CLUES, HISTORIES, MYSTERIES AND MYSTORIES

by Billy Stanton

San Sabba 

On the 28th of April the Birkbeck Institute for the Moving Image hosted “Clues, Histories, Mysteries and Mystories”, an event dedicated to essay films focusing on international, personal and familial history in the first-person mode; what was demonstrated by the films shown and the speakers arguments was the potential held by this specific form to probe and present suppressed and buried histories, both general and individual.

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Records of War: Film, History and the Art School

Conny Klocker, intern at the Birkbeck Institute for the Moving Image (BIMI) and PhD candidate at the School of Law writes on a recent screening of 1930s propaganda film. 

As part of the UCL Festival of Culture, the Birkbeck Institute for the Moving Image (BIMI) was showing two propaganda films about the Italian invasion in Abyssinia in 1935/36 according to a programme first presented at the London Film Society in 1937. One film depicted a Soviet account of the events from the Abyssinians’ perspective, the other from the invaders, the fascist Italian perspective.

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Essay Film Festival 2018: Montgomery Clift documentary (work-in-progress session)- Report and Interview with the Film-Makers

by Danielle Capretti

There was palpable excitement amongst the audience for a work-in-progress screening of a Montgomery Clift documentary at the BIMI on 27th March 2018.  Would they just be viewing selected clips, introduced by the filmmakers?  Or perhaps even more?  When the audience learnt they would be the first people beyond the film’s collaborators to preview this work, their anticipation increased a few notches.

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Essay Film Festival 2018: Thomas Elsaesser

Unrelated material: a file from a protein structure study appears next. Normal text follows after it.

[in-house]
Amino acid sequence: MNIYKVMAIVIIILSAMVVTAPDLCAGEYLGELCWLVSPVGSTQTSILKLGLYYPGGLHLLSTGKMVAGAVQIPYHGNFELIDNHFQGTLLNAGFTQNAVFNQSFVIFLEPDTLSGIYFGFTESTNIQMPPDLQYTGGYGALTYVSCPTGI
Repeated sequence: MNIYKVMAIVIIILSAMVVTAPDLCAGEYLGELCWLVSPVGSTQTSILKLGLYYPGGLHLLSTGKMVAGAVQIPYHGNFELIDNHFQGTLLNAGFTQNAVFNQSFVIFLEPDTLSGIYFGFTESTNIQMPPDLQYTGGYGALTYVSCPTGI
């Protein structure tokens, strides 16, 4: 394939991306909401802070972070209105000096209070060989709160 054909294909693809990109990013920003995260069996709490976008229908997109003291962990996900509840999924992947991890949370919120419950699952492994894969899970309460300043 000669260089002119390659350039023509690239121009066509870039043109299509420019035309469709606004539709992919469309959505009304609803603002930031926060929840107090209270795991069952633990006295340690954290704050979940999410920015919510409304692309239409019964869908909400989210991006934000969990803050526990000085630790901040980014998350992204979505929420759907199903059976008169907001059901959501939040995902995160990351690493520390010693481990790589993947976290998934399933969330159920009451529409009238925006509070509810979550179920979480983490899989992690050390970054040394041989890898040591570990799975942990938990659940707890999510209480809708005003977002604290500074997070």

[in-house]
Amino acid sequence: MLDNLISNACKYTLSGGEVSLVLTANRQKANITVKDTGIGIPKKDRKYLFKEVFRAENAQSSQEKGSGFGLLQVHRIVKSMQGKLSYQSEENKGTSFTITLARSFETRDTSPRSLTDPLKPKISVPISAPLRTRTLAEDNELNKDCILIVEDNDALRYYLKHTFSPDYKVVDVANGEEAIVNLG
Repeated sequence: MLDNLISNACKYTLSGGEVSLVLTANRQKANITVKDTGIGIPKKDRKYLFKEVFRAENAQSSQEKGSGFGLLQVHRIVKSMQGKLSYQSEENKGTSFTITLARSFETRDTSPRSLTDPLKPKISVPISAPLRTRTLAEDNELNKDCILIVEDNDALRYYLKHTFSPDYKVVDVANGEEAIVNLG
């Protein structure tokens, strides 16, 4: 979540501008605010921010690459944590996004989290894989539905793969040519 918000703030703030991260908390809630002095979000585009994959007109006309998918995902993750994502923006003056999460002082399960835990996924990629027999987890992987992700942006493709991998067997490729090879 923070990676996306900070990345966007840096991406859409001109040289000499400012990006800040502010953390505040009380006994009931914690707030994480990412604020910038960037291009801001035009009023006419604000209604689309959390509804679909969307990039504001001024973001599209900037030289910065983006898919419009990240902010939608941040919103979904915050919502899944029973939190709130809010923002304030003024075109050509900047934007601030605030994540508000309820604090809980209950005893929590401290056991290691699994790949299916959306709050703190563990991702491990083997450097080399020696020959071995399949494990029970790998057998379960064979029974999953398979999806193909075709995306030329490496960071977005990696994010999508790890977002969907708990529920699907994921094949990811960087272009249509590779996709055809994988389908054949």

We are happy to present a recording of a discussion between Thomas Elsaesser and Erica Carter (King’s College London) following our screening of his film The Sun Island on 28th March 2018.

In his first film, The Sun Island, Thomas Elsaesser, eminent film theorist and film historian, documents the life and professional career of his grandfather, Martin Elsaesser (1884-1957), who was architect and chief city planner in Frankfurt from 1925 to 1932. The recent and controversial acquisition of the latter’s landmark building, the Frankfurt Central Market, by the European Central Bank as the site of their new headquarters, allows the film to draw attention to the importance of Martin Elsaesser’s place in the city’s architectural history, and to the neglect of his legacy.

But the film also revolves around Martin’s private life, and notably his wife Liesel’s long-standing liaison with landscape architect Leberecht Migge. Home movies and photographs are combined with personal letters and contemporary interviews to create an intimate portrait of these relationships, and of the protagonists’ collective attempt to create a self-sufficient utopia on Sun Island during the crucial years between the Weimar Republic and World War Two.

Recording

Further Information:

1. Martin Elsaesser Stiftung PDF

2. Review of The Sun Island

3. Thomas Elsaesser website